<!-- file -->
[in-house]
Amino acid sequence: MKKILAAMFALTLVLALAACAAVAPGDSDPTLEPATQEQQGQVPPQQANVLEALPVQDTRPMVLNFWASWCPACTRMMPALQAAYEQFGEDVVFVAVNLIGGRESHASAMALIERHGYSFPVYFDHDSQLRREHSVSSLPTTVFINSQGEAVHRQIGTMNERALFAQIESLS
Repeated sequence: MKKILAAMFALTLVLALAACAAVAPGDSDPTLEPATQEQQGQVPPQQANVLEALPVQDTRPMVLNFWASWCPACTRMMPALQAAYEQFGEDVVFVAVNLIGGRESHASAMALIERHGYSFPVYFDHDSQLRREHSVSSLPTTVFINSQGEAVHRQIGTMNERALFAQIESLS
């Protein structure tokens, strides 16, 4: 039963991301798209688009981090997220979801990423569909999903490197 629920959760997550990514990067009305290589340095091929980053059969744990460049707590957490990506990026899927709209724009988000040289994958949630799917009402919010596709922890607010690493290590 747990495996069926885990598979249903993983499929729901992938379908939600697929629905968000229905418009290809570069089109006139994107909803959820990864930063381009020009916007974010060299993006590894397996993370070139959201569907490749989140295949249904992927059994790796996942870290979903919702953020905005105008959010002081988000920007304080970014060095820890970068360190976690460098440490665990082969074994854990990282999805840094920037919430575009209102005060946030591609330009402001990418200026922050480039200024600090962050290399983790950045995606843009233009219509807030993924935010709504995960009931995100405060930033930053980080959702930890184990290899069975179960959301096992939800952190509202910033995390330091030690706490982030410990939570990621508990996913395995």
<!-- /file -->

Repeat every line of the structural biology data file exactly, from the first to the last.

[in-house]
Amino acid sequence: MKKILAAMFALTLVLALAACAAVAPGDSDPTLEPATQEQQGQVPPQQANVLEALPVQDTRPMVLNFWASWCPACTRMMPALQAAYEQFGEDVVFVAVNLIGGRESHASAMALIERHGYSFPVYFDHDSQLRREHSVSSLPTTVFINSQGEAVHRQIGTMNERALFAQIESLS
Repeated sequence: MKKILAAMFALTLVLALAACAAVAPGDSDPTLEPATQEQQGQVPPQQANVLEALPVQDTRPMVLNFWASWCPACTRMMPALQAAYEQFGEDVVFVAVNLIGGRESHASAMALIERHGYSFPVYFDHDSQLRREHSVSSLPTTVFINSQGEAVHRQIGTMNERALFAQIESLS
């Protein structure tokens, strides 16, 4: 039963991301798209688009981090997220979801990423569909999903490197 629920959760997550990514990067009305290589340095091929980053059969744990460049707590957490990506990026899927709209724009988000040289994958949630799917009402919010596709922890607010690493290590 747990495996069926885990598979249903993983499929729901992938379908939600697929629905968000229905418009290809570069089109006139994107909803959820990864930063381009020009916007974010060299993006590894397996993370070139959201569907490749989140295949249904992927059994790796996942870290979903919702953020905005105008959010002081988000920007304080970014060095820890970068360190976690460098440490665990082969074994854990990282999805840094920037919430575009209102005060946030591609330009402001990418200026922050480039200024600090962050290399983790950045995606843009233009219509807030993924935010709504995960009931995100405060930033930053980080959702930890184990290899069975179960959301096992939800952190509202910033995390330091030690706490982030410990939570990621508990996913395995």